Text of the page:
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Using Case Studies to Enhance the Critical Thinking Skills of IE Students

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Conference

2016 ASEE Annual Conference & Exposition

Location

New Orleans, Louisiana

Publication Date

June 26, 2016

Start Date

June 26, 2016

End Date

August 28, 2016

ISBN

978-0-692-68565-5

ISSN

2153-5965

Conference Session

Industrial Engineering Division Technical Session 3

Tagged Division

Industrial Engineering

Tagged Topic

Diversity

Page Count

14

DOI

10.18260/p.27137

Permanent URL

https://peer.asee.org/27137

Download Count

2517

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Paper Authors

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Alexandra Chronopoulou University of Illinois, Urbana-Champaign

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Alexandra Chronopoulou is an Assistant Professor at the University of Illinois at Urbana-Champaign in the Department of Industrial & Enterprise Systems Engineering. Her main research interests are in the areas of statistical inference for stochastic processes with long memory, stochastic simulation, stochastic modeling and financial engineering. Dr. Chronopoulou received her Master in Computational Finance, and her Ph.D. in Statistics from Purdue University, respectively in 2008 and 2009. Before joining the University of Illinois, she has held a post-doctoral position in INRIA at Nancy (France), and she was an Assistant Professor at the University of California, Santa Barbara, and at the City College of New York (CUNY).

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Kelly J. Cross University of Illinois, Urbana-Champaign

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Dr. Cross completed her doctoral program in Engineering Education at Virginia Tech in 2015 and is currently working as a post-doctoral researcher at the University of Illinois at Urbana-Champaign. She is involved with multiple educational research projects with faculty and graduate students at UIUC. Her research interests include diversity and inclusion, teamwork skills, assessment, and identity construction.

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Douglas M. King University of Illinois, Urbana-Champaign

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Douglas M. King, Ph.D., is a Lecturer in the Department of Industrial and Enterprise Systems Engineering at the University of Illinois at Urbana-Champaign.

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Ehsan Salimi University of Southern California

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Ehsan has obtained his PhD from Industrial and Enterprise Systems Engineering department at University of Illinois at Urbana-Champaign in 2015. He is currently a postdoctoral scholar at Industrial and Systems Engineering at University of Southern California.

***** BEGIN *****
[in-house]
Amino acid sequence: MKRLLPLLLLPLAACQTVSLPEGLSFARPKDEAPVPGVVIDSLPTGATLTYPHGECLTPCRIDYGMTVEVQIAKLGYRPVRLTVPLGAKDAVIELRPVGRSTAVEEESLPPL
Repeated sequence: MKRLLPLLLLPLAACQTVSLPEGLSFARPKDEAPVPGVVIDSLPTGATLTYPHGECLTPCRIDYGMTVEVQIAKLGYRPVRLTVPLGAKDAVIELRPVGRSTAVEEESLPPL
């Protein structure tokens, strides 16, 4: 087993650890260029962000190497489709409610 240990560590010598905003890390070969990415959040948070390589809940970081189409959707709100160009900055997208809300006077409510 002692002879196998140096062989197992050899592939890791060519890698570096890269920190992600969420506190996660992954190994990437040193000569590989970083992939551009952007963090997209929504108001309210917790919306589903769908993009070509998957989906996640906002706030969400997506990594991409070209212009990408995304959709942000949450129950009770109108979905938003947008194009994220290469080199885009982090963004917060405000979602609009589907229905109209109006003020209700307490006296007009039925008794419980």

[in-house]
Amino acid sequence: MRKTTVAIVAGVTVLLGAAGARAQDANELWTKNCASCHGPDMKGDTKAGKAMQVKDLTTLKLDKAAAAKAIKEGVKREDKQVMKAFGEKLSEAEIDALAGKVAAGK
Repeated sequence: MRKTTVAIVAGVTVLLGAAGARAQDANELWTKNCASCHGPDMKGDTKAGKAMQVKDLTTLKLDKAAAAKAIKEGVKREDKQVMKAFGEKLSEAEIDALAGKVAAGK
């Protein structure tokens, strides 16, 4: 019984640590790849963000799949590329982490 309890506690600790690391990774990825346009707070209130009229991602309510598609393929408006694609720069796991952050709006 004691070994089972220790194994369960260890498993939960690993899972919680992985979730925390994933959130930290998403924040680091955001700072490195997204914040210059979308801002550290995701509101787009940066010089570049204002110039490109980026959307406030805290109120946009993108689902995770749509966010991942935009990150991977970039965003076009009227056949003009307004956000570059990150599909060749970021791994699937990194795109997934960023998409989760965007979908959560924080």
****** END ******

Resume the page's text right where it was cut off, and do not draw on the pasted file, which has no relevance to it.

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Abstract

The most challenging aspects of teaching probability and statistics to engineering students are the theoretical nature of the topic and the disconnection of the material taught with real-world engineering problems. Although the engineering curriculum in most cases has been updated and expanded to incorporate group work and project-based learning, most of the mathematical oriented courses are still taught in a passive manner.

Our goal is to enhance students’ critical thinking by integrating case studies to our introductory course in probability and statistics. This is typically a sophomore-level core course in the industrial engineering curriculum. Students who complete this course, should be able to understand the role of uncertainty in engineering models, apply critical probability concepts (e.g. independence, expectation, variance), identify and analyze discrete and continuous random variables, and formulate and conduct statistical analyses of observed data.

One key innovation that we implemented is the introduction of real-world data-driven case studies. We wish to expose our students to engineering problems that will help them relate the material taught in class with their own major. The primary enabling technology is statistical programming with Python. The case studies are introduced as group assignments and are motivated in class or discussion sessions. Students select their own groups and in the end of each case study, they do a peer-evaluation in order to assess the degree of in-group collaboration. In this way, students build valuable competencies, such as problem solving, critical thinking, and collaboration. We have also updated the way the students are being evaluated; therefore, case studies are graded based on rubrics that clearly communicate our expectations to the students. Finally, to track the progress and evaluate the success of the above innovations, we have created an attitudes survey (beginning/end of the semester) and an informal early feedback survey (middle of the semester).

Based on the feedback we got from the students, as well as their grades in the case studies and exams, we are confident that the implemented innovations improved our students’ critical thinking and trained them in working in groups. Furthermore, by having them work in realistic case studies, they gained a deeper understanding of statistical concepts, enhanced by the necessary technical foundations in theory and programming.

Chronopoulou, A., & Cross, K. J., & King, D. M., & Salimi, E. (2016, June), Using Case Studies to Enhance the Critical Thinking Skills of IE Students Paper presented at 2016 ASEE Annual Conference & Exposition, New Orleans, Louisiana. 10.18260/p.27137

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